Letters, online only

Apr 17, 2018

Editor's note: The following letter was received after deadline for the April 19 issue of The Republican Journal.

Aquaculture in the Little River?

I am strongly opposed to siting a large aquaculture facility in Belfast, Maine. The proposed site is amongst Belfast’s finest land that currently serves as a green belt and wildlife connecting corridor, linking the sea with the lifeblood of the land via riparian habitat and secluded unroaded forests. And the crown jewel is the Little River Trail winding through it. I’ve been out there with the late Skip Pendelton, constructing small trail bridges from forest round wood. It is a magical hike up over hill and dale, crossing small streams, where time suspends — with old growth white pine stands up to the lip of the reservoir. It is a delight in any season, but winter time is a favorite for my son and I.

Aside from destroying this treasure, the proposed facility is largely untested and can have major unintended consequences associated with any hazardous, industrial process, including biohazards. All monocultures turn out to be unstable as they are unknown to natural processes. The mere step of isolating an aquaculture facility from the sea, only addresses a small subset of the hazards and impacts. Producing 60 million pounds of salmon a year from an onshore facility will require massive clean inputs and massive dirty hazardous outputs — in ecological terms, there is no “ecological free lunch.” Inputs will include water, food, land, road space, and energy. Outflows will include manure, biohazards, carbon emissions, traffic, road wear, light and noise pollution and polluted water. Food, energy and water don’t arrive without  ecological costs, often in terms of large monocultures to source the food. The water inputs are extraordinary and when we take clean water and pollute it with fish excrement, it is energy intensive and often impossible to return it to the original condition. I wouldn’t want to drink it, swim in it or eat fish that swim in it. Land areas are needed to sequester wastes. Benign and useful wastes are possible in small scale systems such as small organic farms but among massive monocultures, it is all theoretical and rarely if ever accomplished.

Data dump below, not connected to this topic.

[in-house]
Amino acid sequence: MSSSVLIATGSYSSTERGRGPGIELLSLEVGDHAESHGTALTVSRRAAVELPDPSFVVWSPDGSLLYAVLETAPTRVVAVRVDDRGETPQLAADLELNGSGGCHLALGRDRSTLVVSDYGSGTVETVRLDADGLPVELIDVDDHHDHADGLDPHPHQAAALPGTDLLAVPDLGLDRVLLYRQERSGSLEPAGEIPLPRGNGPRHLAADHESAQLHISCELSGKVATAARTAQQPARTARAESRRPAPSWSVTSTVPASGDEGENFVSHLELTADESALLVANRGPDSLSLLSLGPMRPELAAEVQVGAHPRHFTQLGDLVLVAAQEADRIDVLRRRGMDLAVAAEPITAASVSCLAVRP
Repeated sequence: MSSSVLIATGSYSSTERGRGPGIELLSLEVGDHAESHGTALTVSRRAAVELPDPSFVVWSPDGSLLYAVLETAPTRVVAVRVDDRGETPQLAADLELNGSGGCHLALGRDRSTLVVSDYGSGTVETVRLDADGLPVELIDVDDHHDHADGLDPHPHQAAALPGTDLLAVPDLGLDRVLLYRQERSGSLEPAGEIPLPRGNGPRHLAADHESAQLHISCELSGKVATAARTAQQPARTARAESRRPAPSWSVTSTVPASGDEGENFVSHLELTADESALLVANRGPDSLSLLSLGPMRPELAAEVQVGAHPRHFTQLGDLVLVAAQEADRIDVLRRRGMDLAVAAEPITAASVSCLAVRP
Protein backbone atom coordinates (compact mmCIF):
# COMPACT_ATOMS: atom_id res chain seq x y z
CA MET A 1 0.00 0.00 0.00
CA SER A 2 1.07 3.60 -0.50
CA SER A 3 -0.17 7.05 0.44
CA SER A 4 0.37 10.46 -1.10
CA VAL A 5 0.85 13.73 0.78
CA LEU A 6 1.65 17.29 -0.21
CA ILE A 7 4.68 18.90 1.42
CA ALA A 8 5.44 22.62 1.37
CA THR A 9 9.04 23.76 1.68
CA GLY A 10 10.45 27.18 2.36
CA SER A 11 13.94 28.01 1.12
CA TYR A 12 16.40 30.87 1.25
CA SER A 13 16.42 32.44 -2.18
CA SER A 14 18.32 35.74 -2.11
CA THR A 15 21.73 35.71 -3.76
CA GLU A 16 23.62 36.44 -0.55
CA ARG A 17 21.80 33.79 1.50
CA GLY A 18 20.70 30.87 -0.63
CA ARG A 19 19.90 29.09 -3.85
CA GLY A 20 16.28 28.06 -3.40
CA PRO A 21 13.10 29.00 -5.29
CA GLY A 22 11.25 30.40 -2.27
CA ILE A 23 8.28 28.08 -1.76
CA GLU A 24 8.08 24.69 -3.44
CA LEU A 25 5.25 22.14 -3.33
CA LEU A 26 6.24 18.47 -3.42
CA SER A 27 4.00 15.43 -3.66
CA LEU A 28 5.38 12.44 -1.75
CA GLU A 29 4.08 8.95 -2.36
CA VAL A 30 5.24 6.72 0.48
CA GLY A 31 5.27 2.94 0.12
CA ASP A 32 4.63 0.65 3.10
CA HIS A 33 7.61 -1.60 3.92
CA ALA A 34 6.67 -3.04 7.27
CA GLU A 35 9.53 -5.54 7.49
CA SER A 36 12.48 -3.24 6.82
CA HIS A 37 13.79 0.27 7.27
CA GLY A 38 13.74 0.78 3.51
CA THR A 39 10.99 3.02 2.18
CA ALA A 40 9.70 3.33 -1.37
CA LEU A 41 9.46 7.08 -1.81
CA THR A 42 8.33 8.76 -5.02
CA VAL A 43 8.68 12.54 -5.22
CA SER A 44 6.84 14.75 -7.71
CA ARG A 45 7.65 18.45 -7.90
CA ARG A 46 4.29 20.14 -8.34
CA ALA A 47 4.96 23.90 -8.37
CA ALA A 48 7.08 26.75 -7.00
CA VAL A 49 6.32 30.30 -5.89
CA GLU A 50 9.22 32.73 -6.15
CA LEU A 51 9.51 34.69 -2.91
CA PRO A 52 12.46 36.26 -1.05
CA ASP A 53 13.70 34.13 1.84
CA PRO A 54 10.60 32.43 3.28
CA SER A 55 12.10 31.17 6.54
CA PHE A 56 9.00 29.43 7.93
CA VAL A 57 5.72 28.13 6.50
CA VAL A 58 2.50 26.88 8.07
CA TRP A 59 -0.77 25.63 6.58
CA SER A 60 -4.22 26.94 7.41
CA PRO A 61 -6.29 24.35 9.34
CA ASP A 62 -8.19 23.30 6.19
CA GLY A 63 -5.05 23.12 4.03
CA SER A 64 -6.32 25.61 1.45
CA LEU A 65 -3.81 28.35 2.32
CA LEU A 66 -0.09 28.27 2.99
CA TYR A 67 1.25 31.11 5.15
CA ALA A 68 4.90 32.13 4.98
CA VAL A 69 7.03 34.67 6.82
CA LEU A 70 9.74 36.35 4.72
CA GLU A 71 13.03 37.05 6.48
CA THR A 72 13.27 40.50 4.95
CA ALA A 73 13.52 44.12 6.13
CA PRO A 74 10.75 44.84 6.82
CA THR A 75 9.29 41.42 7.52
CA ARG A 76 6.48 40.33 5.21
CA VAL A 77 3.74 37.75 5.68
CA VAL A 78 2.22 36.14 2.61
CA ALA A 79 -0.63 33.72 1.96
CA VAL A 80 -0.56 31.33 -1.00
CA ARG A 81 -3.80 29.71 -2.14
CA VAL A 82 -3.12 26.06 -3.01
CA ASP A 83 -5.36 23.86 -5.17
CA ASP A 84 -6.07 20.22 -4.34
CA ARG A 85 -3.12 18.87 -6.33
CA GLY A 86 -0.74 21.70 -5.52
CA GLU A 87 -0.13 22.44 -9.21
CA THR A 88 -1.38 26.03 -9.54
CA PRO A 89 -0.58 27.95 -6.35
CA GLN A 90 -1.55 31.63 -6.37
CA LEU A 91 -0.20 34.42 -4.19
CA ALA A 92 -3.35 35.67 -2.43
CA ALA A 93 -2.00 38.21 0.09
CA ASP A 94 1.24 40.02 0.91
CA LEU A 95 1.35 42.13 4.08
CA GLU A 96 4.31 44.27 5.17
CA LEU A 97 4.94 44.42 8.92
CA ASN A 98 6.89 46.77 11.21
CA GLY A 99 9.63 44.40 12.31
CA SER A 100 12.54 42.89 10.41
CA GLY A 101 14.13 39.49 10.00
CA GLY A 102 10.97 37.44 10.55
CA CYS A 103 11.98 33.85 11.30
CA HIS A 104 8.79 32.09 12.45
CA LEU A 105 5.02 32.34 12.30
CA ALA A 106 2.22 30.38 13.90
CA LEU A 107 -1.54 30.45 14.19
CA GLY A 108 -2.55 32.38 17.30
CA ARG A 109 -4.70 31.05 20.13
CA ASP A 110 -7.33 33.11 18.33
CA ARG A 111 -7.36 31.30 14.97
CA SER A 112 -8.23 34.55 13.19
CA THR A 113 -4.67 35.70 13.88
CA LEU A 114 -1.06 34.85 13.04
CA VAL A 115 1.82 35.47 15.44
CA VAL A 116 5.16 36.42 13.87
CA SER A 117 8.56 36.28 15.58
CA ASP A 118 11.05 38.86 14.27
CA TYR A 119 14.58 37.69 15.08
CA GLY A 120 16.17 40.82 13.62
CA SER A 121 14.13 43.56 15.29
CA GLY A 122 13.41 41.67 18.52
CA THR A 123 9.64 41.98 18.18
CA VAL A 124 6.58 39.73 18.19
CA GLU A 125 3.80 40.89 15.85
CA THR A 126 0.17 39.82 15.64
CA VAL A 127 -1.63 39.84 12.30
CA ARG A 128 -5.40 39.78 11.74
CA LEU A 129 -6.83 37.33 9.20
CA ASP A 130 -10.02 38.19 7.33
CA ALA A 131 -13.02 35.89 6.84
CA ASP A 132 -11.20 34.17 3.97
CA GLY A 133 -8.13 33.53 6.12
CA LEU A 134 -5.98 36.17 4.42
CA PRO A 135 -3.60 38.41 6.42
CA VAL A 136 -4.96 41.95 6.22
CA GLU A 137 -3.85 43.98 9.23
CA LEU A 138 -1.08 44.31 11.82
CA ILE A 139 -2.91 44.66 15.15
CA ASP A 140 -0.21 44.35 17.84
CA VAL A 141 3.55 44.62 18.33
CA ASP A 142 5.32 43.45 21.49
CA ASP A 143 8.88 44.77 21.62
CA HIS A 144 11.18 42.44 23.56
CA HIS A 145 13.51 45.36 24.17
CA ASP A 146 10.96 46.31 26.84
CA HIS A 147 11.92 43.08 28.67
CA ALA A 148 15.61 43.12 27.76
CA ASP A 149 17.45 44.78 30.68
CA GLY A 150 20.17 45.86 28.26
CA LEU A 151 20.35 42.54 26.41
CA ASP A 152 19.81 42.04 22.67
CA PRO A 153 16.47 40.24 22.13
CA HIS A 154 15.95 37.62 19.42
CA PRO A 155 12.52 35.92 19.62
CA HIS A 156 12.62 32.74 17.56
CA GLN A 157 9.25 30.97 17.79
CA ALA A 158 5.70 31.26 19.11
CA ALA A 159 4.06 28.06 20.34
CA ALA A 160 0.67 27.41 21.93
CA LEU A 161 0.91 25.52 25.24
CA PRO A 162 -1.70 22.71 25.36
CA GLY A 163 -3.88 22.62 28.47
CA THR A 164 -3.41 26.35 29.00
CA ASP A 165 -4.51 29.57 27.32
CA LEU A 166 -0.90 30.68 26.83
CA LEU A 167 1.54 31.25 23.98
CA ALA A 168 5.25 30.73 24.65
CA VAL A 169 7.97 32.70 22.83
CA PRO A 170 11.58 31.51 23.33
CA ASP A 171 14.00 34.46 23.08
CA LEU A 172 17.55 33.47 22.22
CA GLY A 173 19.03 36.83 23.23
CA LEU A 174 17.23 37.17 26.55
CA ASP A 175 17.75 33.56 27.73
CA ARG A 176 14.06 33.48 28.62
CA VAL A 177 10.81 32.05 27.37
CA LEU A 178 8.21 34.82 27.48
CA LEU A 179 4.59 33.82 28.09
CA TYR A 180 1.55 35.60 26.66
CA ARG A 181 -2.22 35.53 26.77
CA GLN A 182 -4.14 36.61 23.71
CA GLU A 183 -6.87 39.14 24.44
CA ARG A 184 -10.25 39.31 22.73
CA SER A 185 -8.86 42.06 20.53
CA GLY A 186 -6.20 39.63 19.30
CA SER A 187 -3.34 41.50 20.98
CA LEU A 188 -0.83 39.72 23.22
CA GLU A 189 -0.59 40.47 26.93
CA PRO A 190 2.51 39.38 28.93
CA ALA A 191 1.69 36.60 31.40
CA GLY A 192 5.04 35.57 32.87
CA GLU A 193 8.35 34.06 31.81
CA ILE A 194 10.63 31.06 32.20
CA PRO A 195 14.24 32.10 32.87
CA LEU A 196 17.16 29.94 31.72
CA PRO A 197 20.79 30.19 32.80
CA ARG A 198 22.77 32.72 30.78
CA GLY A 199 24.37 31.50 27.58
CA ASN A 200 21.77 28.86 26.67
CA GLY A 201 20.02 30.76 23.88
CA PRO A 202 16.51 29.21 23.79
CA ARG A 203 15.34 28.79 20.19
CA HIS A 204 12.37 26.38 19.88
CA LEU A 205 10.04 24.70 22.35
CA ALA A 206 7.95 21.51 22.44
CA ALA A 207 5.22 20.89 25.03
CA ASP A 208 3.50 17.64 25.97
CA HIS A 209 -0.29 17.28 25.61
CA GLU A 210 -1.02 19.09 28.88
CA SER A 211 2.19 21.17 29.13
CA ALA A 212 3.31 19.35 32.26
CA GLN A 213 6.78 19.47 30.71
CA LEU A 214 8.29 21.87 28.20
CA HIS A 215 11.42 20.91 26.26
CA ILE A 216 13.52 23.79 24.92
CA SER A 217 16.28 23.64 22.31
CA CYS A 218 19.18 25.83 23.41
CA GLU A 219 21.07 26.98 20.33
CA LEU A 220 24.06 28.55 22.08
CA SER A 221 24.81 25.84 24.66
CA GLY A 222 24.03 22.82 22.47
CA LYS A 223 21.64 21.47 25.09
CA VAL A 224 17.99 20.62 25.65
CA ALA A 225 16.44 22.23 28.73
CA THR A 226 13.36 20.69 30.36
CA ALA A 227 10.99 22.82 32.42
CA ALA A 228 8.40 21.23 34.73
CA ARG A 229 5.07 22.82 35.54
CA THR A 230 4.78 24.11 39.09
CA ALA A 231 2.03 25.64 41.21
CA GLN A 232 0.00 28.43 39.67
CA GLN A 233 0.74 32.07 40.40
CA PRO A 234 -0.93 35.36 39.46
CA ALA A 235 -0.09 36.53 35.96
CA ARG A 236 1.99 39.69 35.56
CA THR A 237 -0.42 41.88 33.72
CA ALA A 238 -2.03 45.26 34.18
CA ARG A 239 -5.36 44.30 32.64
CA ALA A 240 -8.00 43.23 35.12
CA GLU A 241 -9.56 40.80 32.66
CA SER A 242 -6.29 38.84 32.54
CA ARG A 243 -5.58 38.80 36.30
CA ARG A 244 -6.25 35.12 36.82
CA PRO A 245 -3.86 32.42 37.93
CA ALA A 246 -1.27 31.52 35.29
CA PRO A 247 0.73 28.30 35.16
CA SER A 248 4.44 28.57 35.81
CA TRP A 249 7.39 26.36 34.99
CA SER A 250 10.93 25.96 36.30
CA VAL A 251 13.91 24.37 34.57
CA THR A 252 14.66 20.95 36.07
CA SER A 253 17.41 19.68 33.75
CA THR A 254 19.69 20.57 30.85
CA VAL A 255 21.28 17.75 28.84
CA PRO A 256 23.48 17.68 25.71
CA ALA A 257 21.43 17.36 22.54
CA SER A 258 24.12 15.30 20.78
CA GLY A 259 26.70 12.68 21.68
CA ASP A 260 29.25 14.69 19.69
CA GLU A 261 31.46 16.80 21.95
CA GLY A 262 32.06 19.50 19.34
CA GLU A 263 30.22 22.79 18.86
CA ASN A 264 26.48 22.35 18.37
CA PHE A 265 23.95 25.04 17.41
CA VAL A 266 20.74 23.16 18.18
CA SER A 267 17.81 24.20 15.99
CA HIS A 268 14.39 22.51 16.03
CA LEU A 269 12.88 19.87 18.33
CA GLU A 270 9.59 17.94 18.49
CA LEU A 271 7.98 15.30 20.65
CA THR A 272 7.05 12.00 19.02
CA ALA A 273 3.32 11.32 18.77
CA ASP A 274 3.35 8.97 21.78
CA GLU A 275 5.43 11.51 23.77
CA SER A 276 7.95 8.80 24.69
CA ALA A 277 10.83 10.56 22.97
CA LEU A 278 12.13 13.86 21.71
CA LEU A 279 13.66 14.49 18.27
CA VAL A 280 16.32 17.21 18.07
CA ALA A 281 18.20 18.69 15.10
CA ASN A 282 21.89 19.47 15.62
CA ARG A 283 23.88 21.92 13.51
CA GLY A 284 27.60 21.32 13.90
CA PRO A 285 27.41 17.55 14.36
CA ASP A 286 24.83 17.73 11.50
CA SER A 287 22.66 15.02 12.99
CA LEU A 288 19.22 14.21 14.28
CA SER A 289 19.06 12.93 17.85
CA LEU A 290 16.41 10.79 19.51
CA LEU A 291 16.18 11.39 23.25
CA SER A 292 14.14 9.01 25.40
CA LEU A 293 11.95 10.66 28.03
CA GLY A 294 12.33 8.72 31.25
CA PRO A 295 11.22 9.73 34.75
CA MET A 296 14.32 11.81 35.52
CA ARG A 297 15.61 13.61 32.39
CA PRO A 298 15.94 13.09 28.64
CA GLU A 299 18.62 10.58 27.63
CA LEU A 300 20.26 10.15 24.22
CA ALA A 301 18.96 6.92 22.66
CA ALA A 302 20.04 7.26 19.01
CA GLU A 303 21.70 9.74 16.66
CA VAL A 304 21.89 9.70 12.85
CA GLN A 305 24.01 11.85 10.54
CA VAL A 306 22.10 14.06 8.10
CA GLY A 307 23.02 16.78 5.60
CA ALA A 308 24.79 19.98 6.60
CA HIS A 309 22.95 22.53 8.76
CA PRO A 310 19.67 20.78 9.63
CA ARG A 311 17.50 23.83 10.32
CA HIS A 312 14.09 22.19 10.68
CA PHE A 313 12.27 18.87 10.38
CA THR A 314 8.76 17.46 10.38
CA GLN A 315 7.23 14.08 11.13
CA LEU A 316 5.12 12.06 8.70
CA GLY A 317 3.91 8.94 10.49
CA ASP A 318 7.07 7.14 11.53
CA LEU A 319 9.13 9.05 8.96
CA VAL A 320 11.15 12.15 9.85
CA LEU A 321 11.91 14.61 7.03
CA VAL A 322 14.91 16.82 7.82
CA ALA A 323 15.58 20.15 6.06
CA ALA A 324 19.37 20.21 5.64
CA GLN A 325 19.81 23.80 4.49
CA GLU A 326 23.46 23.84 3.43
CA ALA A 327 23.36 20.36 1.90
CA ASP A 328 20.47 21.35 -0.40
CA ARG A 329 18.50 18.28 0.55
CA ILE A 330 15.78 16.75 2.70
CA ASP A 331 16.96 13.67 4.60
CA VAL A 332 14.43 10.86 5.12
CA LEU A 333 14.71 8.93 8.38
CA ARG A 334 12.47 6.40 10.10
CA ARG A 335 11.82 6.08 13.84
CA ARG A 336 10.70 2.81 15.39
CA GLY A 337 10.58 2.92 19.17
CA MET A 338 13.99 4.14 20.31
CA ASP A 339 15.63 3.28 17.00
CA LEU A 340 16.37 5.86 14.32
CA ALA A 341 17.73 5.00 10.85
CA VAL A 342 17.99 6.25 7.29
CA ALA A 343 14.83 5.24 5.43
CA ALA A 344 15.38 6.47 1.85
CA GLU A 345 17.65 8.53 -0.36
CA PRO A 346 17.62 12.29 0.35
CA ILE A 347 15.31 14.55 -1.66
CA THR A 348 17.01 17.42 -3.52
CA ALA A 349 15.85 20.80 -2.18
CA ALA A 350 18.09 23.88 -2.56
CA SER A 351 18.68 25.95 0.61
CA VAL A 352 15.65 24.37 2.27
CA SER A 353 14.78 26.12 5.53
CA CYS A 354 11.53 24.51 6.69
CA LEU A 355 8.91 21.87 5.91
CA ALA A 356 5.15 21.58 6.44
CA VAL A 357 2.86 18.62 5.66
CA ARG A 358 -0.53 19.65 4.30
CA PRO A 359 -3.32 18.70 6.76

Other impacts include traffic and an outflow of money from our community to some foreign agents. Small, local businesses recycle money within the community where these ventures ship money (in the form of our local commons — fertility, land, water, clean air) out of the community.

A large site of nature now sequestering carbon, providing wildlife habitat, contributing to ground water recharge, providing a green belt, which filters water and air, would be stripped off our accounting sheets, along with uncounted ecosystem services. The land, ruined beyond recognition will be extremely costly and difficult to restore when the project eventually ends.

Aquacultures have a horrible track record of problems that people of common sense, and a pinch of ecological basics did loudly predict. Unfortunately, it is tough to stand up against seasoned monied interests. The very skilled sales people of these industrial schemes have a way of soothing every concern to advance their dream child in hopes of making profits. But profits come from the commons. Our commons. From Our Town Belfast.

I strongly support backing away from this large monoculture. Why ruin the Little River? For what end? That beautiful Penobscot Bay, void of historic fish stocks, has been destroyed by hair-brained schemes and when the creators of them went out of business, they left us taxpayers with the impossible task of cleaning up all the unintended consequences, like miles of mercury sludge rippling into the food chain, and no place to take your son fishing.

Better to spend this resource in restoring Atlantic Salmon and wild fish stocks to the many rivers of Maine. These rivers were ruined by dams, industrial poisons, chemical factories, pulp mills, over cutting of the forests, spraying of blueberry barrens, pumping massive amounts of water for irrigation (which warms the water temperatures in the streams) and then by overfishing. And now by Aquaculture?  We should have learned by now.

Jim Merkel

Belfast

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